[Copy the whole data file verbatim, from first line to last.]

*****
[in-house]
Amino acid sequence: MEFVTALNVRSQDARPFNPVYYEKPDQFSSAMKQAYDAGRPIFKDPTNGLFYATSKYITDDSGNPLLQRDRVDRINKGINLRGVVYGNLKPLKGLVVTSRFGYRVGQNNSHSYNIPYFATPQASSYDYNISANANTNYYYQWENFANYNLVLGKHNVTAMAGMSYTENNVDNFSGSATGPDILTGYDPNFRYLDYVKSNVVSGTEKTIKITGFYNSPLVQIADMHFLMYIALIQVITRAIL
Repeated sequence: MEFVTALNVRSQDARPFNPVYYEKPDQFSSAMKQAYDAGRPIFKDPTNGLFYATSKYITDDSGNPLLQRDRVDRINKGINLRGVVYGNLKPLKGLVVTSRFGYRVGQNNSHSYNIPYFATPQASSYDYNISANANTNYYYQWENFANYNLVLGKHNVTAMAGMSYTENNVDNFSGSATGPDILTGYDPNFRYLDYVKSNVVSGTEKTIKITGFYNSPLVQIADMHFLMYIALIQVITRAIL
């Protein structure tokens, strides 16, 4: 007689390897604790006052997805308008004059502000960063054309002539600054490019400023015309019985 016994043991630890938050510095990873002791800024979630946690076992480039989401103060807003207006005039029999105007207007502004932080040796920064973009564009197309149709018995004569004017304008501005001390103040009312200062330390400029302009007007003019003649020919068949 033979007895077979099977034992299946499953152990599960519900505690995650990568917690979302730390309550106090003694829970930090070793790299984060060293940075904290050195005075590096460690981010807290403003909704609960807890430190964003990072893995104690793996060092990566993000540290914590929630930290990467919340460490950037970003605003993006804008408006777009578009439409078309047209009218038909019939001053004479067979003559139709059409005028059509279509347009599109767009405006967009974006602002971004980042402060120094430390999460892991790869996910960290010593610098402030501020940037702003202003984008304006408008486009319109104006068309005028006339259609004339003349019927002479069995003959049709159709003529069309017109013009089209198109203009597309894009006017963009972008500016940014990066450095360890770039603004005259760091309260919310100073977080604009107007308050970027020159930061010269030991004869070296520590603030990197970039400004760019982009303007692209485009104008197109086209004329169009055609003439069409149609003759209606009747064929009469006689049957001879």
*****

[in-house]
Amino acid sequence: MEFVTALNVRSQDARPFNPVYYEKPDQFSSAMKQAYDAGRPIFKDPTNGLFYATSKYITDDSGNPLLQRDRVDRINKGINLRGVVYGNLKPLKGLVVTSRFGYRVGQNNSHSYNIPYFATPQASSYDYNISANANTNYYYQWENFANYNLVLGKHNVTAMAGMSYTENNVDNFSGSATGPDILTGYDPNFRYLDYVKSNVVSGTEKTIKITGFYNSPLVQIADMHFLMYIALIQVITRAIL
Repeated sequence: MEFVTALNVRSQDARPFNPVYYEKPDQFSSAMKQAYDAGRPIFKDPTNGLFYATSKYITDDSGNPLLQRDRVDRINKGINLRGVVYGNLKPLKGLVVTSRFGYRVGQNNSHSYNIPYFATPQASSYDYNISANANTNYYYQWENFANYNLVLGKHNVTAMAGMSYTENNVDNFSGSATGPDILTGYDPNFRYLDYVKSNVVSGTEKTIKITGFYNSPLVQIADMHFLMYIALIQVITRAIL
């Protein structure tokens, strides 16, 4: 007689390897604790006052997805308008004059502000960063054309002539600054490019400023015309019985 016994043991630890938050510095990873002791800024979630946690076992480039989401103060807003207006005039029999105007207007502004932080040796920064973009564009197309149709018995004569004017304008501005001390103040009312200062330390400029302009007007003019003649020919068949 033979007895077979099977034992299946499953152990599960519900505690995650990568917690979302730390309550106090003694829970930090070793790299984060060293940075904290050195005075590096460690981010807290403003909704609960807890430190964003990072893995104690793996060092990566993000540290914590929630930290990467919340460490950037970003605003993006804008408006777009578009439409078309047209009218038909019939001053004479067979003559139709059409005028059509279509347009599109767009405006967009974006602002971004980042402060120094430390999460892991790869996910960290010593610098402030501020940037702003202003984008304006408008486009319109104006068309005028006339259609004339003349019927002479069995003959049709159709003529069309017109013009089209198109203009597309894009006017963009972008500016940014990066450095360890770039603004005259760091309260919310100073977080604009107007308050970027020159930061010269030991004869070296520590603030990197970039400004760019982009303007692209485009104008197109086209004329169009055609003439069409149609003759209606009747064929009469006689049957001879």